Digital tomosynthesis provided greater accuracy in the depiction of lung lesions among patients with pulmonary mycobacterial disease, according to a study published in the October edition of Radiology.
Timely detection of pulmonary cavities is essential for effective treatment of cavitary pulmonary tuberculosis. However, sputum smear conversion is lengthy, and CT presents a high radiation dose burden. Chest x-ray, the first choice for diagnosis and follow-up, is limited by low sensitivity and specificity.
Researchers at Yonsei University Medical College in Seoul, South Korea hypothesized that the better depth resolution and reduced anatomic overlap of digital tomosynthesis (DTS) might improve detection of pulmonary lesions. The authors compared the diagnostic performance of low-dose DTS, which reduces the standard tomosynthesis dose from 0.12 mSv to 0.05 mSv, with conventional radiography in the detection of lung lesions with pulmonary mycobacterial disease.
The research team, led by Eun Young Kim, MD, of the department of radiology, recruited 65 patients with primary tuberculosis or another nontuberculosis mycobacterial disease from March to June 2009. The 32 males and 33 females (mean age, 50 years) had undergone regular CT studies. A group of 35 lesion-free patients (mean age, 54 years) served as the control group.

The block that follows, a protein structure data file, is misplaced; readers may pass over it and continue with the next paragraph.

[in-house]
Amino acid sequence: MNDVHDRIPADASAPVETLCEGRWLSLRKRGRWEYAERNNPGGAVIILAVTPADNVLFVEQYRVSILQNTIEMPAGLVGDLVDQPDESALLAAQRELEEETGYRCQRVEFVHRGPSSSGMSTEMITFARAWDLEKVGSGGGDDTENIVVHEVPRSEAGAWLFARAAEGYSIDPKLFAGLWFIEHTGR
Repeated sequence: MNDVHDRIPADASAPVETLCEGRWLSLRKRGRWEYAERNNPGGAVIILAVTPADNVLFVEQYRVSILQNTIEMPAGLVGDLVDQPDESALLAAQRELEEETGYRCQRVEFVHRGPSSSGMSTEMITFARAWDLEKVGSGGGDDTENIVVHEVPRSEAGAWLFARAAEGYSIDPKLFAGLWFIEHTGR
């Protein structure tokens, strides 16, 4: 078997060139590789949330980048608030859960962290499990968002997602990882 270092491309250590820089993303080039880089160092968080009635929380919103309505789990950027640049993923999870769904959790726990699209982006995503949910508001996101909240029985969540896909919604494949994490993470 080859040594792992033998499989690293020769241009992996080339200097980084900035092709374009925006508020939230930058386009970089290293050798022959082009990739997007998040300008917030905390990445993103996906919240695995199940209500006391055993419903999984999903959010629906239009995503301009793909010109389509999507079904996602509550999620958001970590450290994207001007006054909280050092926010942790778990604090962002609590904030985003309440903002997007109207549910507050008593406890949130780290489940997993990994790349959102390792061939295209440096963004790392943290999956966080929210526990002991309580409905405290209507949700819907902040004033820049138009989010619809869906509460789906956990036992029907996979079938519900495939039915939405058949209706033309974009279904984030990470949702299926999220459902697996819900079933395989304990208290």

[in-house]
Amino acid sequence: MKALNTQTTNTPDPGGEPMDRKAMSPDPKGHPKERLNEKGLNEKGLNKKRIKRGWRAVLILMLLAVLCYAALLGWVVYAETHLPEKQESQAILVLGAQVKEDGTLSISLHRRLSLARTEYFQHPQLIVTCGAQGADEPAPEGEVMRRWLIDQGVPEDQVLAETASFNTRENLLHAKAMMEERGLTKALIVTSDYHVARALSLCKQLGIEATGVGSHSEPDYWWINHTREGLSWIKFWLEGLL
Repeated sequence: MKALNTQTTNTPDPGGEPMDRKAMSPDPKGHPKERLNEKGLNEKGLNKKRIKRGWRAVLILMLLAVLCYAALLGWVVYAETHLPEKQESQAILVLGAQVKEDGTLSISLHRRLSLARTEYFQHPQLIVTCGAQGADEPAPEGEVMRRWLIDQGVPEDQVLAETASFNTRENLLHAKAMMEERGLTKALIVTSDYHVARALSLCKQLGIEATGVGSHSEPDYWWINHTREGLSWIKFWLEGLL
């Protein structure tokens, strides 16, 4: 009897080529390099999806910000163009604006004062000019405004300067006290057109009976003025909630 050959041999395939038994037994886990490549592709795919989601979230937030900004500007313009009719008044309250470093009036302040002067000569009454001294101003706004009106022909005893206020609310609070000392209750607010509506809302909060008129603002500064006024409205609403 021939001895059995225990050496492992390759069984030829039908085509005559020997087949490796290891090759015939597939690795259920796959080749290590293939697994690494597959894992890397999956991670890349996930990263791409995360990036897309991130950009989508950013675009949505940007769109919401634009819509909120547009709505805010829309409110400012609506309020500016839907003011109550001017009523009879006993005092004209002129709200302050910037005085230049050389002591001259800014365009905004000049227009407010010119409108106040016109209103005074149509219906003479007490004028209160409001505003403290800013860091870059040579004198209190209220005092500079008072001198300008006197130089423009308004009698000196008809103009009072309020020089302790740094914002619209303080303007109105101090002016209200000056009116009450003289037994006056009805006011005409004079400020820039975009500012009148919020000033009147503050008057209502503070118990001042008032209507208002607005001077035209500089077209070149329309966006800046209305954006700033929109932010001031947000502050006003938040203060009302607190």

Two chest radiologists with 10 and three years of chest CT experience, respectively, and two years and six months of DTS experience, respectively, independently reviewed randomized image data. Radiologists were instructed to record each finding of pulmonary mycobacterial disease on the x-ray and DTS images in a blinded manner, according to the researchers.
The study employed CT as the reference standard. Researchers compared sensitivity, specificity, and accuracy of DTS and x-ray for the detection of mycobacterial disease and calculated and compared five patterns of lung abnormality—bronchiolitis, nodules, consolidation, cavities and volume loss--with CT on a per-patient basis.
According to researchers, overall accuracies of DTS and x-ray were 97 percent and 89 percent, respectively, for observer 1, and 99 percent and 93 percent, respectively, for observer 2. Thus, overall accuracy of DTS was significantly higher than radiography. Interobserver agreement for DTS was good to very good and superior to x-ray, continued the authors. The radiologists detected a mean of 108 cavities with DTS vs. a mean of 27 with radiography, offered the researchers.
The authors acknowledged that the study did not include analysis of clinical data or evaluate patient symptoms, but suggested that the study was not designed to evaluate DTS as a tool to predict disease. They also cited cost differences among CT ($200), DTS ($30) and x-ray ($10) in South Korea.
Low-dose DTS is superior to radiography for the detection of lung lesions, especially cavitary lesions, in patients with pulmonary mycobacterial disease, concluded the researchers, who added that early detection might accelerate selection of appropriate therapy and facilitate prediction of the patient’s prognosis.